Genocide is the most salient feature of American history. European settlers took it upon themselves to exterminate the life forms that now are celebrated as nicknames and mascots of America's sports teams. And exterminate they did, with a viciousness and relentless malignancy that drove those life forms to the brink of extinction. In violent team sports where participants are expected to be "vicious or predatory" (Nuessel, 1994, p. 101), those teams could not be served better than by nicknames and mascots that reflect the very targets of American extirpation. Sports teams presumably want to win, to beat opponents, and those wishes are embodied in mascots that depict historical species so thoroughly beaten that their few remnants today are most likely encountered in a zoo or reservation.
The University of Illinois, with its Fighting Illini nickname and mascot, Chief Illiniwek, provides an exemplary model of the spirit of genocide. The five Illini Tribes were expelled from the geographical terrain that now encompasses the state of Illinois and completely destroyed as a Tribal entity.
As impeccable as the Illinois nickname and mascot were at their point of origin, they approach a mythical perfection in today's world, where Indians object to the name and mascot as symbols of this genocide. As Americans systematically annihilated Indians, they disregarded their critics and dishonored their victims with righteous indignation. It is in perfect keeping with the Spirit of the University of Illinois to continue to disregard and dishonor those who object to Indian nicknames and mascots. And as impeccable as such ignominy is in the University's retention of those racist symbols of a genocidal past, it is raised to a mythical perfection by the offer of a bounty by the Chief Illiniwek Educational Foundation for an essay that touts the Spirit of Illinois. Such actions reflect the true spirit of the University of Illinois, one that transcends college sports. It is truly the genocidal Spirit of America.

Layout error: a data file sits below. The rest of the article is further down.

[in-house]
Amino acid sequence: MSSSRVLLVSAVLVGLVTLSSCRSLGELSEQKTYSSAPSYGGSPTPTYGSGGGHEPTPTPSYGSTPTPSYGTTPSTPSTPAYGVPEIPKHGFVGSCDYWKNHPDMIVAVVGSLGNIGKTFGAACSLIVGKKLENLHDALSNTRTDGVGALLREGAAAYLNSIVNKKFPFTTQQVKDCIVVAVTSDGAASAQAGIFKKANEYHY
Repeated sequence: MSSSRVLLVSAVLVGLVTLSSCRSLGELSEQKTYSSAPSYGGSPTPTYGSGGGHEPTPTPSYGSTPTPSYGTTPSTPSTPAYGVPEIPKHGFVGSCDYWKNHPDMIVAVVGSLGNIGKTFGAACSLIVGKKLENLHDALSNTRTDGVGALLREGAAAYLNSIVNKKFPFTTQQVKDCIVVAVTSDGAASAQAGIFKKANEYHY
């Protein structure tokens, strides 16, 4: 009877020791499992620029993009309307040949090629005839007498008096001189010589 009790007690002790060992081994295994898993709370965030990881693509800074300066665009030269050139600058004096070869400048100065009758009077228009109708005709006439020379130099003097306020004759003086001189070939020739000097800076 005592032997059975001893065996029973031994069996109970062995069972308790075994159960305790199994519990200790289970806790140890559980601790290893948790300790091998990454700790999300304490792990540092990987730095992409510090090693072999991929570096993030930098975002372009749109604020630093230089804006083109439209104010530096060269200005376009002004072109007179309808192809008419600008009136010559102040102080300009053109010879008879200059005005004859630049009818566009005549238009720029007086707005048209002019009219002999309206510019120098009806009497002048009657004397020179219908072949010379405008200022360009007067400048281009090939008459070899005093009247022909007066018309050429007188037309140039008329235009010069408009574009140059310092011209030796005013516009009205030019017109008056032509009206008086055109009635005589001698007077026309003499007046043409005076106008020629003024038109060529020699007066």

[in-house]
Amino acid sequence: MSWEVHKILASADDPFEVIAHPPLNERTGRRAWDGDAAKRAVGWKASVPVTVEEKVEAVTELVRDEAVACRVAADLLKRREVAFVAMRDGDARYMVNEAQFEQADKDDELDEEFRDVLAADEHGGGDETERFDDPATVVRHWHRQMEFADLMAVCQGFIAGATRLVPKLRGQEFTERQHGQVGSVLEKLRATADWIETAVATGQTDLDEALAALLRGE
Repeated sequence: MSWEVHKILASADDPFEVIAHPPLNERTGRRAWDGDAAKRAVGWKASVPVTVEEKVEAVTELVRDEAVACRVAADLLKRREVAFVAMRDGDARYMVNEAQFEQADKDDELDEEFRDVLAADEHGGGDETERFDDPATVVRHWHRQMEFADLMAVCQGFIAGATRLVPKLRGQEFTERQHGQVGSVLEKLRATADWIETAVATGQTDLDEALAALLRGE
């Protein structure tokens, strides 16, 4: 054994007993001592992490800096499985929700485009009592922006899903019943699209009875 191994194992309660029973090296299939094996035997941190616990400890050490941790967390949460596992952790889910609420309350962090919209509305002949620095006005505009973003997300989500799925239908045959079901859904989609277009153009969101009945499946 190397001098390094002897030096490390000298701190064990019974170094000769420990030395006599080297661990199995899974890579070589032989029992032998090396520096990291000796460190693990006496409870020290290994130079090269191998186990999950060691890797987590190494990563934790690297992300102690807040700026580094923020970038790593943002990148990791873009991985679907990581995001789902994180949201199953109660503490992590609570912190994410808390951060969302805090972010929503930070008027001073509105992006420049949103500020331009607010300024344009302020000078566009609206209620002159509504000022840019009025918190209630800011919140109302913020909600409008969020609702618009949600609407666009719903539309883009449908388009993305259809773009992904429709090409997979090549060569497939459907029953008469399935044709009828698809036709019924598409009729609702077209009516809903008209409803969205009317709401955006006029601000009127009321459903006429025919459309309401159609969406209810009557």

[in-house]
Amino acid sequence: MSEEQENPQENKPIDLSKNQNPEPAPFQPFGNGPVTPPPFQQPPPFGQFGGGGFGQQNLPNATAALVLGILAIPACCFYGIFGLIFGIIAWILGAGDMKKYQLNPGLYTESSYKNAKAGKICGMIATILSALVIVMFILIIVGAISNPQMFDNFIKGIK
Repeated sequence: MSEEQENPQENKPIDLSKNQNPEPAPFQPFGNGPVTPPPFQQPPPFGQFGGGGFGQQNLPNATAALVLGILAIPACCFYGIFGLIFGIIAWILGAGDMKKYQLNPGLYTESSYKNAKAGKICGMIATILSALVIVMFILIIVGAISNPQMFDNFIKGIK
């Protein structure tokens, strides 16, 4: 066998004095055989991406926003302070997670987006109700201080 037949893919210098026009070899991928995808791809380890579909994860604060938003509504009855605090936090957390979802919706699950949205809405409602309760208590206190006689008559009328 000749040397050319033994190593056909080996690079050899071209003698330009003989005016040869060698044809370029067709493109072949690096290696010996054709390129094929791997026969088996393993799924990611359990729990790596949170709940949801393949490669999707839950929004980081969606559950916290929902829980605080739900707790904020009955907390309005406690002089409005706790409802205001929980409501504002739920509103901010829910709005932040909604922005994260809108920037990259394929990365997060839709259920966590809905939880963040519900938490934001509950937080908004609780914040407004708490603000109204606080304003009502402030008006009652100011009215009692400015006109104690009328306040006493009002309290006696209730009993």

Webmaster note: The University of Illinois, Champaign-Urbana, retired its "Chief Illiniwek" sports team token in 2007. No negative outcomes for the university resulting from that change have been noted.
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Bosmajian, Haig. (1974). The language of oppression, Washington, D.C.: Public Affairs Press.
Churchill, Ward. (1992). Fantasies of the master race: Literature, cinema, and the colonization of American Indians, San Francisco: City Lights Books.
Churchill, Ward. (1997). A little matter of genocide: Holocaust and denial in the Americas 1492 to the present, San Francisco: City Lights Books.
Dobyns, Henry F. (1983). Their numbers became thinned: Native American population dynamics in eastern North America, Knoxville, TN: The University of Tennessee Press.
Franks, Ray. (1982). What's in a nickname? Naming the jungle of college athletics mascots, Amarillo, TX: Ray Franks Publishing Ranch.
Nuessel, Frank. (1994). Objectionable sports team Designations, "Names," 101-119.
Pearce, Roy H. (1988). Savages and civilization: A study of the Indian and the American mind, Berkeley: University of California Press.
Sale, Kirkpatrick (1991). The conquest of paradise: Christopher Columbus and the Columbian legacy, New York: Plume Books.
Stannard, David E. (1992). American holocaust: The conquest of the new world, New York: Oxford University Press.
Takaki, Ronald T. (1979). Iron cages: Race and culture in 19th-century America, New York: Alfred A. Knopf.
Takaki, Ronald T. (1994). The metaphysics of civilization: Indians and the age of Jackson.
In Takaki (ed.), From different shores:Perspectives on race and ethnicity in America, New York: Oxford University Press.
Thornton, Russell. (1987). American Indian holocaust and survival: A population history since 1492, Norman, OK: University of Oklahoma Press.
This essay is published here with the permisson of the author.